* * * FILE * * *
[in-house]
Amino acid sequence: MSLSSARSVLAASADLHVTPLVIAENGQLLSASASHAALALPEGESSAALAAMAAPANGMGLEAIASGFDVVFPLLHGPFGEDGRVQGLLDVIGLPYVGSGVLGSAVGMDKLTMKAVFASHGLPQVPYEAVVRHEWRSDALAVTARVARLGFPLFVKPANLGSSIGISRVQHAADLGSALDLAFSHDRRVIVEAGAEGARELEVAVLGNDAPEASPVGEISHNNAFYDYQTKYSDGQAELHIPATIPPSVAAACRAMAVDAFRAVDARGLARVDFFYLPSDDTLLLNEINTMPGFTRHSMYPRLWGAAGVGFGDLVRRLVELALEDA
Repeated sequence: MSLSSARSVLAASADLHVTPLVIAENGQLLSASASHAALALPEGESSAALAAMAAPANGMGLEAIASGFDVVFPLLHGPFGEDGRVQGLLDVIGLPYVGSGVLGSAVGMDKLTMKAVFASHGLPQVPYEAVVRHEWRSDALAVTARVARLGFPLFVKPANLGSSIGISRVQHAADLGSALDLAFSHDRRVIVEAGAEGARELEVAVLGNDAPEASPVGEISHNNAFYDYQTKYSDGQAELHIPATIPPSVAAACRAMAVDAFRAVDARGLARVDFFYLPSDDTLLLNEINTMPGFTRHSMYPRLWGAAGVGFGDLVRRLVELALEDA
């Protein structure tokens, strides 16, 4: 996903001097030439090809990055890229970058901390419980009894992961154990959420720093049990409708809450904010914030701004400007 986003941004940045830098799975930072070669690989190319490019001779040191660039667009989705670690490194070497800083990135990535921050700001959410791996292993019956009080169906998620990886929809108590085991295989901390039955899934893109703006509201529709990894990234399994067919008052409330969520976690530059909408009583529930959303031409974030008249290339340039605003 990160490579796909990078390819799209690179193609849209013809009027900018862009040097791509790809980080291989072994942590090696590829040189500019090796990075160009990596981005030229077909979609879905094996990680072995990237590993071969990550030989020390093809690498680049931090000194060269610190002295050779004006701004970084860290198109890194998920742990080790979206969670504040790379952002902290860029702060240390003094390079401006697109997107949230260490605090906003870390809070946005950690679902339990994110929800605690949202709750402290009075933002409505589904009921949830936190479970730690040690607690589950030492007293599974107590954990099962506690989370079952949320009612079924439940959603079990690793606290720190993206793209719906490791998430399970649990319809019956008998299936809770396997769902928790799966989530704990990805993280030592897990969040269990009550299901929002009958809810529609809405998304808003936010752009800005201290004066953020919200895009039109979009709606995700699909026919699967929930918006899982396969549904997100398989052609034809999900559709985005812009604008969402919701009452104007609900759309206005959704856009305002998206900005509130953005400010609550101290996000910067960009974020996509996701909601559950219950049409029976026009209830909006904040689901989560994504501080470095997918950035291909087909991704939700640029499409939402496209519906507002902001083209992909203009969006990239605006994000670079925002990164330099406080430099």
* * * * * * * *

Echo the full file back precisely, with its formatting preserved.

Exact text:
[in-house]
Amino acid sequence: MSLSSARSVLAASADLHVTPLVIAENGQLLSASASHAALALPEGESSAALAAMAAPANGMGLEAIASGFDVVFPLLHGPFGEDGRVQGLLDVIGLPYVGSGVLGSAVGMDKLTMKAVFASHGLPQVPYEAVVRHEWRSDALAVTARVARLGFPLFVKPANLGSSIGISRVQHAADLGSALDLAFSHDRRVIVEAGAEGARELEVAVLGNDAPEASPVGEISHNNAFYDYQTKYSDGQAELHIPATIPPSVAAACRAMAVDAFRAVDARGLARVDFFYLPSDDTLLLNEINTMPGFTRHSMYPRLWGAAGVGFGDLVRRLVELALEDA
Repeated sequence: MSLSSARSVLAASADLHVTPLVIAENGQLLSASASHAALALPEGESSAALAAMAAPANGMGLEAIASGFDVVFPLLHGPFGEDGRVQGLLDVIGLPYVGSGVLGSAVGMDKLTMKAVFASHGLPQVPYEAVVRHEWRSDALAVTARVARLGFPLFVKPANLGSSIGISRVQHAADLGSALDLAFSHDRRVIVEAGAEGARELEVAVLGNDAPEASPVGEISHNNAFYDYQTKYSDGQAELHIPATIPPSVAAACRAMAVDAFRAVDARGLARVDFFYLPSDDTLLLNEINTMPGFTRHSMYPRLWGAAGVGFGDLVRRLVELALEDA
């Protein structure tokens, strides 16, 4: 996903001097030439090809990055890229970058901390419980009894992961154990959420720093049990409708809450904010914030701004400007 986003941004940045830098799975930072070669690989190319490019001779040191660039667009989705670690490194070497800083990135990535921050700001959410791996292993019956009080169906998620990886929809108590085991295989901390039955899934893109703006509201529709990894990234399994067919008052409330969520976690530059909408009583529930959303031409974030008249290339340039605003 990160490579796909990078390819799209690179193609849209013809009027900018862009040097791509790809980080291989072994942590090696590829040189500019090796990075160009990596981005030229077909979609879905094996990680072995990237590993071969990550030989020390093809690498680049931090000194060269610190002295050779004006701004970084860290198109890194998920742990080790979206969670504040790379952002902290860029702060240390003094390079401006697109997107949230260490605090906003870390809070946005950690679902339990994110929800605690949202709750402290009075933002409505589904009921949830936190479970730690040690607690589950030492007293599974107590954990099962506690989370079952949320009612079924439940959603079990690793606290720190993206793209719906490791998430399970649990319809019956008998299936809770396997769902928790799966989530704990990805993280030592897990969040269990009550299901929002009958809810529609809405998304808003936010752009800005201290004066953020919200895009039109979009709606995700699909026919699967929930918006899982396969549904997100398989052609034809999900559709985005812009604008969402919701009452104007609900759309206005959704856009305002998206900005509130953005400010609550101290996000910067960009974020996509996701909601559950219950049409029976026009209830909006904040689901989560994504501080470095997918950035291909087909991704939700640029499409939402496209519906507002902001083209992909203009969006990239605006994000670079925002990164330099406080430099």